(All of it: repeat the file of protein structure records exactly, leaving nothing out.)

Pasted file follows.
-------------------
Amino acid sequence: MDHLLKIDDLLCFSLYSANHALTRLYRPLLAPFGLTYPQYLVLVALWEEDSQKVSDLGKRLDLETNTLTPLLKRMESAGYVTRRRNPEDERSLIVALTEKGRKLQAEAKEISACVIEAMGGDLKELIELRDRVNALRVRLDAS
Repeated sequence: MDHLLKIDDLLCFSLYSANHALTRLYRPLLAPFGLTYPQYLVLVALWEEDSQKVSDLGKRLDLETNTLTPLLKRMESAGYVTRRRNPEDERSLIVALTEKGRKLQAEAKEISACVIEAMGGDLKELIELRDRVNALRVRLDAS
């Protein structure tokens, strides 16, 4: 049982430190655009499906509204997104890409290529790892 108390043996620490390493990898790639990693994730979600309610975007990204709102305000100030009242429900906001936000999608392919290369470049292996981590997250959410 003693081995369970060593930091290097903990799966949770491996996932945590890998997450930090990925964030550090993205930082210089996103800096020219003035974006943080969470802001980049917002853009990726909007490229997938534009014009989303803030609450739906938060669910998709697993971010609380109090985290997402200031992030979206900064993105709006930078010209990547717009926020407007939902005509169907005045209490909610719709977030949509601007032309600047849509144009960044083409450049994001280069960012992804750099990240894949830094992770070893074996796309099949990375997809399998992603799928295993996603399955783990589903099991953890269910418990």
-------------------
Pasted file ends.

Amino acid sequence: MDHLLKIDDLLCFSLYSANHALTRLYRPLLAPFGLTYPQYLVLVALWEEDSQKVSDLGKRLDLETNTLTPLLKRMESAGYVTRRRNPEDERSLIVALTEKGRKLQAEAKEISACVIEAMGGDLKELIELRDRVNALRVRLDAS
Repeated sequence: MDHLLKIDDLLCFSLYSANHALTRLYRPLLAPFGLTYPQYLVLVALWEEDSQKVSDLGKRLDLETNTLTPLLKRMESAGYVTRRRNPEDERSLIVALTEKGRKLQAEAKEISACVIEAMGGDLKELIELRDRVNALRVRLDAS
């Protein structure tokens, strides 16, 4: 049982430190655009499906509204997104890409290529790892 108390043996620490390493990898790639990693994730979600309610975007990204709102305000100030009242429900906001936000999608392919290369470049292996981590997250959410 003693081995369970060593930091290097903990799966949770491996996932945590890998997450930090990925964030550090993205930082210089996103800096020219003035974006943080969470802001980049917002853009990726909007490229997938534009014009989303803030609450739906938060669910998709697993971010609380109090985290997402200031992030979206900064993105709006930078010209990547717009926020407007939902005509169907005045209490909610719709977030949509601007032309600047849509144009960044083409450049994001280069960012992804750099990240894949830094992770070893074996796309099949990375997809399998992603799928295993996603399955783990589903099991953890269910418990």